"Every acre in California can and will burn someday," said CAL FIRE Director Thom Porter.
--fuels in the area are where they normally are in July. We could potentially see fires today like we wouldn't see until July.
- Hot, windy, dangerous, a red-flag warning in one Bay Area County. The fire season off to a really early start. Good afternoon. Thanks for joining us. On Larry Beil.
- And I'm Kristin Zee. Today's unusually early red-flag warning is just a sign of things to come. ABC 7 News reporter Laura Anthony is in Lafayette with a look at the dire predictions from officials. Now, Laura, this event usually comes weeks before any serious concerns about fire danger. But this year is different, right?
LAURA ANTHONY: Right, this year is different in many ways, Kristin. Wildfire Preparedness Week is always in early May. What's different this year is all this. Check this out. These grasses, these conditions out here are way ahead of schedule. Fire season now is 75 days longer than it used to be. And now we are expecting peak fire danger as early as June.
THOM PORTER: Every acre in California can and will burn someday.
LAURA ANTHONY: With dry, warm winds swirling above, California's top fire officials are sending a loud warning, that this upcoming fire season could quickly become the worst on record.
THOM PORTER: I need not say here in the Bay Area how devastating it is when your hillsides are on fire, some of your communities are on fire, and you're deep in smoke that looks like Armageddon for a week on end.
LAURA ANTHONY: This comes just months after California endured its worst fire season ever. More than four million acres burned, with six of the most destructive events in the state's history.
MARK GHILARDUCCI: Since it was such a monumental fire year last year, we saw 32 counties fall under a major presidential disaster declaration.
LAURA ANTHONY: Now, after an extremely sparse rainy season with temperatures already soaring near the '90s in the East Bay, there's deep concern about future disasters. Not only are the grasses already turning brown, but many of the trees and alarming shade of red.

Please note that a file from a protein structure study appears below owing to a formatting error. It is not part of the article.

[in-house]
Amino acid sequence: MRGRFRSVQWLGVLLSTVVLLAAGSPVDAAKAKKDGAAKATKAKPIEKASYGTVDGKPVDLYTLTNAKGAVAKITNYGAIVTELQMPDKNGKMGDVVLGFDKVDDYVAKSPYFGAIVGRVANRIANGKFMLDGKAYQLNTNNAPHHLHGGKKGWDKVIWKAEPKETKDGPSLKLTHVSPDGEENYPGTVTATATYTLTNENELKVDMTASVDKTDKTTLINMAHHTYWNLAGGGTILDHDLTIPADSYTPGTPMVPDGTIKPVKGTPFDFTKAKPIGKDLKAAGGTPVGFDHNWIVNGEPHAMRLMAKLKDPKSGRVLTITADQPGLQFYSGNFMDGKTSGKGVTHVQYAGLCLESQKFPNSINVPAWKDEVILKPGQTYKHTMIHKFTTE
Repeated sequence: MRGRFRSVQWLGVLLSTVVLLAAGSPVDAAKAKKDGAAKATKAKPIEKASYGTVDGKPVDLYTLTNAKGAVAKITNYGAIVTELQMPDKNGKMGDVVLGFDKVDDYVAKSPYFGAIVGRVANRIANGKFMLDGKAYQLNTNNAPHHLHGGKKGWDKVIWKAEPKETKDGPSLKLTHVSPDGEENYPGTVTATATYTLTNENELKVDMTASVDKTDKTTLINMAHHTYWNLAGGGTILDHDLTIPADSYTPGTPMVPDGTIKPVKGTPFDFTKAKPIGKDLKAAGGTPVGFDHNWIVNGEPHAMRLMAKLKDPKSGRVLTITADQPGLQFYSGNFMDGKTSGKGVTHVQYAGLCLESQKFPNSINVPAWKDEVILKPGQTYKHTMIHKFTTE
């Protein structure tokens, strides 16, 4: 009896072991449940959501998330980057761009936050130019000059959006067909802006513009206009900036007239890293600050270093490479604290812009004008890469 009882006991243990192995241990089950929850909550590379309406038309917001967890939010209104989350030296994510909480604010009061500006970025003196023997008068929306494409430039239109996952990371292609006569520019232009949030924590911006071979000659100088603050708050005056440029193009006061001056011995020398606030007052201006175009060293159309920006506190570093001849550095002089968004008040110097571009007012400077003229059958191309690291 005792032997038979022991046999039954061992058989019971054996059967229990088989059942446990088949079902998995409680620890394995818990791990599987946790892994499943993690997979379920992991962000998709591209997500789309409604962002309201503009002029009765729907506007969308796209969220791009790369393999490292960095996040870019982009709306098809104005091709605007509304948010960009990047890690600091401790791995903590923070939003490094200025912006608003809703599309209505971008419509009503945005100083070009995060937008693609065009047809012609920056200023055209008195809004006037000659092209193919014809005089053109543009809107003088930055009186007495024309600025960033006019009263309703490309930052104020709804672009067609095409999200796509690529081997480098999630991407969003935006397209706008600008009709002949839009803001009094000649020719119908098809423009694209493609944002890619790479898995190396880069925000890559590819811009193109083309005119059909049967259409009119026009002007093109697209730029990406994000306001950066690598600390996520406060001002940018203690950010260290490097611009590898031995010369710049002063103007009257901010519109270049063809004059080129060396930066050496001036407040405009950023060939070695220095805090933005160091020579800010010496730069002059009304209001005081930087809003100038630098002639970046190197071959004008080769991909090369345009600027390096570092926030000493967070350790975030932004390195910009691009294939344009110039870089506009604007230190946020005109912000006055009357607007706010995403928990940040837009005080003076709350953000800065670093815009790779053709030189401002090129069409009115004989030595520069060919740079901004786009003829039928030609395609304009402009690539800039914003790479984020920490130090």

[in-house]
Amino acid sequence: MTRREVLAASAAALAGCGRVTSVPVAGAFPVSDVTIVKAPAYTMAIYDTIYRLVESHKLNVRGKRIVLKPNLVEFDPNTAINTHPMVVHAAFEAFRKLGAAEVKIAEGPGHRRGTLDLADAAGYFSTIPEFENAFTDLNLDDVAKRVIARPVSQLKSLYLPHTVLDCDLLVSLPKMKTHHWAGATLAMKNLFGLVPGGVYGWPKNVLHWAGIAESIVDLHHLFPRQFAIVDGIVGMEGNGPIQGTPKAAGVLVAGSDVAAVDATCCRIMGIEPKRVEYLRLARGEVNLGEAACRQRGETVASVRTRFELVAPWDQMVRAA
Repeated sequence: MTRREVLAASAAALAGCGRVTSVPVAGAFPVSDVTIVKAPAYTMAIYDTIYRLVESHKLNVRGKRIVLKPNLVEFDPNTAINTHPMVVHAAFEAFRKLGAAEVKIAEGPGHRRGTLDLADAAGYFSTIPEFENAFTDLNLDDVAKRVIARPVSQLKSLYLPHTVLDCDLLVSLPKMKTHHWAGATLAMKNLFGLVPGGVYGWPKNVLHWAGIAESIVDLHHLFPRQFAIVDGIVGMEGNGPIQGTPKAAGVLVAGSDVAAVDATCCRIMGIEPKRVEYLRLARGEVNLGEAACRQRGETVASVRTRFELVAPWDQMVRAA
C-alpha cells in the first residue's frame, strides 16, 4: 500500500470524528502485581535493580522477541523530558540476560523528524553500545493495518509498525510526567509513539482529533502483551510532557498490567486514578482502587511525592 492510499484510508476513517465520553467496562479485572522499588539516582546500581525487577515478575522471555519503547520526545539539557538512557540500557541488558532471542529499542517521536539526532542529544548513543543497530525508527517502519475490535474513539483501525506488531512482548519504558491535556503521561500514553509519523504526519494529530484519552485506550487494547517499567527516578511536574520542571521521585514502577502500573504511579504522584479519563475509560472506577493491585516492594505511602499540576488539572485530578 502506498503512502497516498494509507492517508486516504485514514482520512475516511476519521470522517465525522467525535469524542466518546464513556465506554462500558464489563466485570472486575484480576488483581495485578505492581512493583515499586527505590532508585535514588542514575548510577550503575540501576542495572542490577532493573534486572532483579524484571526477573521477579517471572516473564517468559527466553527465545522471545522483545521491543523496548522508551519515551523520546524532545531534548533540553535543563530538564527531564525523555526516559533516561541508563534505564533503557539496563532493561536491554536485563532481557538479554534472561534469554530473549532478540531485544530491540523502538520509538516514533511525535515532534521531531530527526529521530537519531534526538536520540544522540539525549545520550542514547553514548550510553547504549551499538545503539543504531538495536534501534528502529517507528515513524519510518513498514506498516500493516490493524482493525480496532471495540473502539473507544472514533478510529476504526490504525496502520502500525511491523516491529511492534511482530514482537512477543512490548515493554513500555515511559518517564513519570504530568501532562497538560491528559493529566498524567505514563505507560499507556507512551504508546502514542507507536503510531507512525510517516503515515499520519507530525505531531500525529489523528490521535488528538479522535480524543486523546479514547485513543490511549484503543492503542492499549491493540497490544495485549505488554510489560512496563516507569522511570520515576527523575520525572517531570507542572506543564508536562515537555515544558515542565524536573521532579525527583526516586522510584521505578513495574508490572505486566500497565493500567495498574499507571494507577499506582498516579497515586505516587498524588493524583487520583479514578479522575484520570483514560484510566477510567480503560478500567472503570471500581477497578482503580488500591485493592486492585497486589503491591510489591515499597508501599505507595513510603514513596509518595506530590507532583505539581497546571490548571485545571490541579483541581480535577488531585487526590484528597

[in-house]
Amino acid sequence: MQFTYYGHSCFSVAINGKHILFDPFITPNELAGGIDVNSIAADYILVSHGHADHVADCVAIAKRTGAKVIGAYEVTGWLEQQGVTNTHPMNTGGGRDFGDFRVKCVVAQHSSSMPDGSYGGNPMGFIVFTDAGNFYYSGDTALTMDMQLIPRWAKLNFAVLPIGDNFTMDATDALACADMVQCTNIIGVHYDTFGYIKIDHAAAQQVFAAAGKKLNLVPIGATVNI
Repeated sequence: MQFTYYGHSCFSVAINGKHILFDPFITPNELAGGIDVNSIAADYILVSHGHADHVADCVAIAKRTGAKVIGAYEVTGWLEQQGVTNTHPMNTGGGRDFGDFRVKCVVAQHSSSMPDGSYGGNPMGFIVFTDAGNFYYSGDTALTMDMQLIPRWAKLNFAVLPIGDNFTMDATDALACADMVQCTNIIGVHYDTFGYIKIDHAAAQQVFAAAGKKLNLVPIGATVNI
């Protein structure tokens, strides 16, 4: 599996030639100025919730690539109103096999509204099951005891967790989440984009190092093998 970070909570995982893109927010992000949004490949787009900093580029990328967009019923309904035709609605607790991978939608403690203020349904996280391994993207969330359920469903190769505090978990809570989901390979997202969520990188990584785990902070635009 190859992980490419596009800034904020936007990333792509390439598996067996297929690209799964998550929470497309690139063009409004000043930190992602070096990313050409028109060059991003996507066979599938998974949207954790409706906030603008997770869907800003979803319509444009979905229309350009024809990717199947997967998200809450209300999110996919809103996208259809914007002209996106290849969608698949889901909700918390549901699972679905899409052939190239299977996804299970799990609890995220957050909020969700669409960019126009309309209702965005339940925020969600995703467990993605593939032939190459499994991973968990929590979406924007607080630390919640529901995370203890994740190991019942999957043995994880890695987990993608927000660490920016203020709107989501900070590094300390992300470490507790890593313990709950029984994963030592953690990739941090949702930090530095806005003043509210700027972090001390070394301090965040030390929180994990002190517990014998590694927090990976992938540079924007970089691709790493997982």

ROBERT BAIRD: There are millions of dead trees. And all of those pose hazards across California for all of us.
LAURA ANTHONY: Cal Fire staffing up early, bringing in hundreds of additional firefighters along with five new helicopters. But beyond that, state officials are pleading with the public to do their part.
THOM PORTER: You need to be prepared as if it's going to happen today. So do your hardening of your structure. Do your defensible space.
LAURA ANTHONY: Now, defensible space is all about weed abatement, getting rid of grasses and fuels like these that may be around your home or property. Here in Contra Costa County, the deadline to get rid of this stuff is the end of this month, May 31st. But I can tell you that local and state fire officials want folks to get on it right now. Kristin, Larry.
- All right, Laura, besides creating defensible space and the like that we always talk about, what else can people do right now to help this fire season?
LAURA ANTHONY: Well, Kristin, they said a lot of it is up to the public, up to us. They said 9 out of 10 wildfires in California are started by people. So they're asking folks out in the wilderness, don't light fires. Watch out if you're having a chain drag behind a trailer, that sort of thing. Also, you can harden your home. Cal Fire has a lot of tips for that on their website. And then finally, no matter what you do to prepare, you may find yourself in the path of a wildfire. And they are asking folks if they are given an evacuation order to please comply.
- All right. Laura, thank you so much for that information.